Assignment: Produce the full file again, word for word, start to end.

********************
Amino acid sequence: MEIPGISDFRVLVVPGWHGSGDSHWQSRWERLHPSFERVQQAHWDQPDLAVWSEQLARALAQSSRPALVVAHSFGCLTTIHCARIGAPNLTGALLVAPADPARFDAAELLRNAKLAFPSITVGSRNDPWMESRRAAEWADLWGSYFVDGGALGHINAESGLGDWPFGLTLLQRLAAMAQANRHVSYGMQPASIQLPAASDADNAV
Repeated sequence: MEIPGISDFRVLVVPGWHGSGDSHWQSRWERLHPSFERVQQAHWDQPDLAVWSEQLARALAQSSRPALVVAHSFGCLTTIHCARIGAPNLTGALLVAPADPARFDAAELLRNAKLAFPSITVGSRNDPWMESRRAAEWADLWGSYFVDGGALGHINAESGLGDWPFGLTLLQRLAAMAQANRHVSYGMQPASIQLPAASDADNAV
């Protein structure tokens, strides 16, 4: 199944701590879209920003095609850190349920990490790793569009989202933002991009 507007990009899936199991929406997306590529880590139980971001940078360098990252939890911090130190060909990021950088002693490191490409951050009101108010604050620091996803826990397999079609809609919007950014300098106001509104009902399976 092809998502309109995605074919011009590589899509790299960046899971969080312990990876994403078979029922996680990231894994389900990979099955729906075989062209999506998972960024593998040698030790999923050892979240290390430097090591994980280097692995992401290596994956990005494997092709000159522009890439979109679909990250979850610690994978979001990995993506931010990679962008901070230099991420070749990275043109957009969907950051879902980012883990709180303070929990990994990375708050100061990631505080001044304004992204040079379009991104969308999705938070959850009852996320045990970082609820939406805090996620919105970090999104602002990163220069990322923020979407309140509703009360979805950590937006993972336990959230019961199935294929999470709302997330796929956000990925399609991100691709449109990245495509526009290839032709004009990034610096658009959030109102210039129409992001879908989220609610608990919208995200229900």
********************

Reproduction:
Amino acid sequence: MEIPGISDFRVLVVPGWHGSGDSHWQSRWERLHPSFERVQQAHWDQPDLAVWSEQLARALAQSSRPALVVAHSFGCLTTIHCARIGAPNLTGALLVAPADPARFDAAELLRNAKLAFPSITVGSRNDPWMESRRAAEWADLWGSYFVDGGALGHINAESGLGDWPFGLTLLQRLAAMAQANRHVSYGMQPASIQLPAASDADNAV
Repeated sequence: MEIPGISDFRVLVVPGWHGSGDSHWQSRWERLHPSFERVQQAHWDQPDLAVWSEQLARALAQSSRPALVVAHSFGCLTTIHCARIGAPNLTGALLVAPADPARFDAAELLRNAKLAFPSITVGSRNDPWMESRRAAEWADLWGSYFVDGGALGHINAESGLGDWPFGLTLLQRLAAMAQANRHVSYGMQPASIQLPAASDADNAV
């Protein structure tokens, strides 16, 4: 199944701590879209920003095609850190349920990490790793569009989202933002991009 507007990009899936199991929406997306590529880590139980971001940078360098990252939890911090130190060909990021950088002693490191490409951050009101108010604050620091996803826990397999079609809609919007950014300098106001509104009902399976 092809998502309109995605074919011009590589899509790299960046899971969080312990990876994403078979029922996680990231894994389900990979099955729906075989062209999506998972960024593998040698030790999923050892979240290390430097090591994980280097692995992401290596994956990005494997092709000159522009890439979109679909990250979850610690994978979001990995993506931010990679962008901070230099991420070749990275043109957009969907950051879902980012883990709180303070929990990994990375708050100061990631505080001044304004992204040079379009991104969308999705938070959850009852996320045990970082609820939406805090996620919105970090999104602002990163220069990322923020979407309140509703009360979805950590937006993972336990959230019961199935294929999470709302997330796929956000990925399609991100691709449109990245495509526009290839032709004009990034610096658009959030109102210039129409992001879908989220609610608990919208995200229900």